The most frequent cause of WordPress becoming stuck in maintenance mode is the .maintenance file. You will have to remove it in one way or another. The first way you can do it is by using an FTP client app. Follow these steps:

  • Get an FTP client app or use the file manager that your hosting provider gave you (for instance, cPanel File Manager)
  • Connect to the FTP server and navigate to the WordPress root folder. This folder is usually under the folder called public_html and it contains all the folders and subfolders that are related to your WordPress site. If you can see the wp-admin folder (but you’re not inside the wp-admin folder), you’re in the root folder of WordPress.
  • Look for the .maintenance file, select it, and delete it using the FTP app
  • Clear the browser’s cache and reload your website

Option 2: Use a file manager

You can use your web host’s own file manager to delete the .maintenance file. For example, Hostinger is one web host that provides a file manager that is not much different from the file managers offered by other hosting providers, and you can use other file managers in a similar way. Here’s what you should do:

  • Access your hosting’s control panel
  • Click on the File Manager option (They almost all have it)
  • Locate the .maintenance file, select it, and delete it

Option 3: Use an SSH connection

This is the third option you can use for releasing WordPress from maintenance mode:

  • Set up an SSH connection (e.g. PuTTy)
  • Navigate to the WordPress root folder
  • Delete the .maintenance file by typing in the following line of code:
rm .maintenance
  • The file should be gone, and your website restored

If the theme or plugin did not update correctly

In some cases, the theme or a plugin that you use may cause your WordPress to get stuck in maintenance mode during updates. In order to find out if this is the issue, you need to rename the plugins and themes folders. To do that, follow these steps:

  • Connect to your FTP server using an app of your choice and access the root folder
  • Navigate to the wp-content folder and find the plugins subfolder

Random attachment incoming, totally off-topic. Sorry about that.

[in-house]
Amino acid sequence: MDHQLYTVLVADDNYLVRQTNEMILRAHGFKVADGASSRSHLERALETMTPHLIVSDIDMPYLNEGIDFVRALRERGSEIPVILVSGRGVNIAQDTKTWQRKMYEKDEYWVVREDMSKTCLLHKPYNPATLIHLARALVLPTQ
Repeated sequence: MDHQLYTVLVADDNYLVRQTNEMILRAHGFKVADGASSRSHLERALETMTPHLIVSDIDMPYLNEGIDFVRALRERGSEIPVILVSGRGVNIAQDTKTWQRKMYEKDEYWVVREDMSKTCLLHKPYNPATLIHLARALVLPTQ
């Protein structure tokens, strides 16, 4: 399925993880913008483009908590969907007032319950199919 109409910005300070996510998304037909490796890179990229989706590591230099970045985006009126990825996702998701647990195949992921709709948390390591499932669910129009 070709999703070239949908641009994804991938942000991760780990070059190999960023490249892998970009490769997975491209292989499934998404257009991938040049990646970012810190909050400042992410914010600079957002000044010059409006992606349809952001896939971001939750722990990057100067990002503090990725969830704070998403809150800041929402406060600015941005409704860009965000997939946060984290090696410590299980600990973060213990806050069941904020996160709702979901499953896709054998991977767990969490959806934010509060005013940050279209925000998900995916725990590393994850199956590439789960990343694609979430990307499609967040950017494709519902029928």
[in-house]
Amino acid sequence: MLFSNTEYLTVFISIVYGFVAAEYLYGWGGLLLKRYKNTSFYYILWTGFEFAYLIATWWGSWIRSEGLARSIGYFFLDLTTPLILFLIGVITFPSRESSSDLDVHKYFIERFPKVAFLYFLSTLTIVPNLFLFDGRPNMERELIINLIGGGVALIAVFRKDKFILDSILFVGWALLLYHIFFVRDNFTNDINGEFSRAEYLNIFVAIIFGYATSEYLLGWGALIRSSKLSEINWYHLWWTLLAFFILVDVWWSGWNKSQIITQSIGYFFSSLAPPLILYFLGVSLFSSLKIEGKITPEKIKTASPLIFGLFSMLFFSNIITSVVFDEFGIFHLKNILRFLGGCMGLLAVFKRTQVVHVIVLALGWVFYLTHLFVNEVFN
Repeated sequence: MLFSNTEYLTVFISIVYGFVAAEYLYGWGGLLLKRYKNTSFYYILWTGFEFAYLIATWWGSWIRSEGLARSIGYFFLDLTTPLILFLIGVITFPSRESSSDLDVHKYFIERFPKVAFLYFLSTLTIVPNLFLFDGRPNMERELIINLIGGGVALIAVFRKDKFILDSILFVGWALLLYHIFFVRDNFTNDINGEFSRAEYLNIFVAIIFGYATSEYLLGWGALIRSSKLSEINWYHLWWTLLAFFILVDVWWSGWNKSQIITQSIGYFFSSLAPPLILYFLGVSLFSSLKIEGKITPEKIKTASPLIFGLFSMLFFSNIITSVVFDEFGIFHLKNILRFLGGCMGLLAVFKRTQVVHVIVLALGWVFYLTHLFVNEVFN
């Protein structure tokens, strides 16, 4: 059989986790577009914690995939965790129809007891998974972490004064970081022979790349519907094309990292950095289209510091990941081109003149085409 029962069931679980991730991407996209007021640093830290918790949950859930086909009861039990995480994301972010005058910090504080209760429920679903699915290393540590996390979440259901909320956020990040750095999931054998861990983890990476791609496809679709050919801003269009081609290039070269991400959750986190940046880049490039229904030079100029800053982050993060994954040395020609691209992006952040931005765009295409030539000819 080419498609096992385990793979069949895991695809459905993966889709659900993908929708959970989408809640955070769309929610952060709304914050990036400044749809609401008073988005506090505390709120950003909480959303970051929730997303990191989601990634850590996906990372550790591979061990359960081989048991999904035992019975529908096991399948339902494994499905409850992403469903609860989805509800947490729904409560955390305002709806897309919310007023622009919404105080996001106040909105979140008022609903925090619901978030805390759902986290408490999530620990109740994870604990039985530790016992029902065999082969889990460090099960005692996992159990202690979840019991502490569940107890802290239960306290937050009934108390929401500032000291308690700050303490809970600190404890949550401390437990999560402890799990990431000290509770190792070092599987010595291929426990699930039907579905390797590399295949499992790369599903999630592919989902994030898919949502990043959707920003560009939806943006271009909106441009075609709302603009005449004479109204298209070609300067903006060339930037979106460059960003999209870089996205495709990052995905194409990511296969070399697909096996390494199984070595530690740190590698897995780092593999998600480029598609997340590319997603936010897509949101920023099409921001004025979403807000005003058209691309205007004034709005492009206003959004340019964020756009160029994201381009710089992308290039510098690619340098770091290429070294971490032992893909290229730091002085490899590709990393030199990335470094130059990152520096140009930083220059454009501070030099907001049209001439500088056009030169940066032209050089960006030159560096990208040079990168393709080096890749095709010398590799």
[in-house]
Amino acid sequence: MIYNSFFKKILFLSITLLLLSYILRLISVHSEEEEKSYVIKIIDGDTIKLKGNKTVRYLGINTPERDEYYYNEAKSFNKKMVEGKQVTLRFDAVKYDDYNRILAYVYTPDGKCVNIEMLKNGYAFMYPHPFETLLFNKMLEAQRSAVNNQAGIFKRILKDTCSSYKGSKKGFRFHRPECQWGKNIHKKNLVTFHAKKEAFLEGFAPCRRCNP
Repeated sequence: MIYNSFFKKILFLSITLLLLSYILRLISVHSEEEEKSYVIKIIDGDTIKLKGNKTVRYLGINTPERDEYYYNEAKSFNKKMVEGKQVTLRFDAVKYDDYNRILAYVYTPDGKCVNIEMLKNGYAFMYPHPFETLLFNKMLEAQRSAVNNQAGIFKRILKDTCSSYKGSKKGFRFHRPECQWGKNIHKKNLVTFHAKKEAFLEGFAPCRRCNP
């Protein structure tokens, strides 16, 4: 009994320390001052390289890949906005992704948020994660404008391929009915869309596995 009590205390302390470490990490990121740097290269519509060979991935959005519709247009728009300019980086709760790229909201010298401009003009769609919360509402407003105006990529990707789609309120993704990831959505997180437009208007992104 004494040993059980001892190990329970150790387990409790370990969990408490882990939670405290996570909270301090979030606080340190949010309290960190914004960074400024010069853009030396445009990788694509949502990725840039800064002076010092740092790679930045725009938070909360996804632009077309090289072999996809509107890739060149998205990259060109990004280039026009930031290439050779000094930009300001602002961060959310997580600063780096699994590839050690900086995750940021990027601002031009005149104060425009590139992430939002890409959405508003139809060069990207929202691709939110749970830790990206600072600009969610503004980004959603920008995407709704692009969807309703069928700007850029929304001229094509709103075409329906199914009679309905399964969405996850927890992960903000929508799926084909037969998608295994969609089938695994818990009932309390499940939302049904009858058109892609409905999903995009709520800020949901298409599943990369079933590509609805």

• Rename the folder to plugins-old
  • Refresh the website to see if everything went back to normal
  • If not, repeat the same step for the themes subfolder

Solution for faulty plugins or themes

Now you should know whether it’s a plugin or a theme problem, and you can proceed to apply this solution to fix it. Connect to the FTP server and revert the changes you made above by renaming each subfolder back to “plugins” or “themes”, respectively. Go to the WordPress Admin page and navigate to Appearance, then Plugins or Themes, depending on which is at fault.

For plugins: Activate the plugins one at a time and refresh the page after each to see which exact plugin is causing the issue. Once you’ve found out which one is responsible for your WordPress getting stuck in maintenance mode, delete the plugin. You can reinstall it later and see if the problem is fixed.

For themes: Deactivate your current theme by activating any other theme, such as the default Twenty Nineteen. This will turn your site into a possibly unsightly mess, but at least it is working for the time being. Try reactivating your theme, or reinstalling it from scratch using the latest version.

If it still doesn’t work after reinstalling, you can contact the developer of the plugin or theme and let them know about the issue. In case the problem can’t be fixed, you will have to stop using the plugin or theme. Top WordPress plugins are always updated on a regular basis, so pay attention to this detail when you choose a WordPress plugin next time.

Hey, did you know data can be beautiful too?

wpDataTables can make it that way. There’s a good reason why it’s the #1 WordPress plugin for creating responsive tables and charts.

An actual example of wpDataTables in the wild

And it’s really easy to do something like this: